Noûs 35 (s1):300-326 (2001)

A. John Simmons
University of Virginia
When officials of some political society portray their state as legitimate - and when do they not! - they intend to be laying claim to a large body of rights, the rights in which their state's legitimacy allegedly consists. The rights claimed are minimally those that states must exercise if they are to retain effective control over their territories and populations in a world composed of numerous autonomous states. Often the rights states are trying to claim in asserting their legitimacy go far beyond this minimum. But whether a state's claims are modest or extravagant, the rights claimed invariably fall into three categories. The first category is a set of rights held over or against those persons who fall within the state's claimed legal jurisdiction - what I will call rights over subjects. The second is a set of rights claimed against those persons without the state's jurisdiction - what we can call rights against aliens. And the third category is a set of rights held over a particular geographical territory (whose extent largely determines the scope of the state's jurisdiction) - call these rights over territory. The rights states claim in these three categories jointly define their conception of the sovereignty that they (or their governments or institutions) enjoy, sovereignty that is more extensive (strong, absolute) as the rights asserted in these categories are more numerous and wide-ranging. It is principally on the third of these categories - on the nature and possible moral bases for the claims states make over geographical territories - that I will focus in this essay. The modern state is a territorial entity, and it claims to be legitimately so. Sidgwick was surely correct when he wrote that "it seems essential to the modern conception of a State that its government should exercise supreme dominion over a particular portion of the earth's surface ... Indeed, in modern political thought the connection between a political society and its territory is so close that the two notions almost blend." Common sense seems to view the territoriality of the modern state as natural and unquestionable. That, perhaps, explains why so little has been written, either by contemporary theorists or by the authors of the classics of modern political philosophy, on the moral bases of the modern state's claimed rights over territory. States typically claim not only legal authority over their territories (i.e., that their rights over those territories should be affirmed by international law), but moral authority as well - at the very least insofar as the relevant principles of international law are thought themselves to have moral weight. My concern here, then, will be with the possible moral bases for the kinds of claims made over geographical territories by typical modern states.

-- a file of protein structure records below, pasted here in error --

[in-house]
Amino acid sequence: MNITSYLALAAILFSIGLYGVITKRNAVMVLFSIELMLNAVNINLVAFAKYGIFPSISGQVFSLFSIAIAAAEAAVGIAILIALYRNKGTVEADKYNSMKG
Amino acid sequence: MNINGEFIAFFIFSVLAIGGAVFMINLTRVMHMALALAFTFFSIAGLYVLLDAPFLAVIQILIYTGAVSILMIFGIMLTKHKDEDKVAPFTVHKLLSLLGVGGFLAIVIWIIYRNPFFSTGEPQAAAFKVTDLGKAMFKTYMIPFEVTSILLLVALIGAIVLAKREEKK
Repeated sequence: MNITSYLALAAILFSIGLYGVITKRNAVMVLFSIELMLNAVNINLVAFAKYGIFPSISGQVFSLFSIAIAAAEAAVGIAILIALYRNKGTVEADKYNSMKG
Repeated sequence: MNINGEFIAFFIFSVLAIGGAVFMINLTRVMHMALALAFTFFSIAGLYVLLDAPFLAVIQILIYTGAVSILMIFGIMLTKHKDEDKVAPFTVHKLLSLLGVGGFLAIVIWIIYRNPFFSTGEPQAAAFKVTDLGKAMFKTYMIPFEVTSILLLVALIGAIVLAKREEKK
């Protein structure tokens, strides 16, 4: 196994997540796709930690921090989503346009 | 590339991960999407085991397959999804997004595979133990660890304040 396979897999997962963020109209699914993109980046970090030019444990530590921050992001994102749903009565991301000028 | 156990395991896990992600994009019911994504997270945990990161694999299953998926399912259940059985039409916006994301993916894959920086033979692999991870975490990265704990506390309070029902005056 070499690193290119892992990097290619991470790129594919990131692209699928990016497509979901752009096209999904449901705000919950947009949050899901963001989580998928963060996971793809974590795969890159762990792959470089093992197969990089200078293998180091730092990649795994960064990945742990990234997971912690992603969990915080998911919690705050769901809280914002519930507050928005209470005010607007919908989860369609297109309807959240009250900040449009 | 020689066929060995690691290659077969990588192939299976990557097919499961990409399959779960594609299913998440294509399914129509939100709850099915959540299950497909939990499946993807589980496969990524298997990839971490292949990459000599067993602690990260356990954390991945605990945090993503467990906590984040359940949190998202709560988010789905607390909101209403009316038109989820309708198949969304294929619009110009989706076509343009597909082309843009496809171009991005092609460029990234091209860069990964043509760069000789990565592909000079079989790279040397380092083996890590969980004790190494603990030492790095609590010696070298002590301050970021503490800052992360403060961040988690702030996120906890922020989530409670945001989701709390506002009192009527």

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DOI 10.1111/0029-4624.35.s1.12
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References found in this work BETA

Political Liberalism.John Rawls - 1993 - Columbia University Press.
Political Liberalism.J. Rawls - 1995 - Tijdschrift Voor Filosofie 57 (3):596-598.
On Nationality.David Miller - 1995 - New York: Oxford University Press.
Justification and Legitimacy.A. John Simmons - 1999 - Ethics 109 (4):739-771.

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What is the Right to Exclude Immigrants?Sune Lægaard - 2010 - Res Publica 16 (3):245-262.
Attachment to Territory: Status or Achievement?Avery Kolers - 2012 - Canadian Journal of Philosophy 42 (2):101-123.

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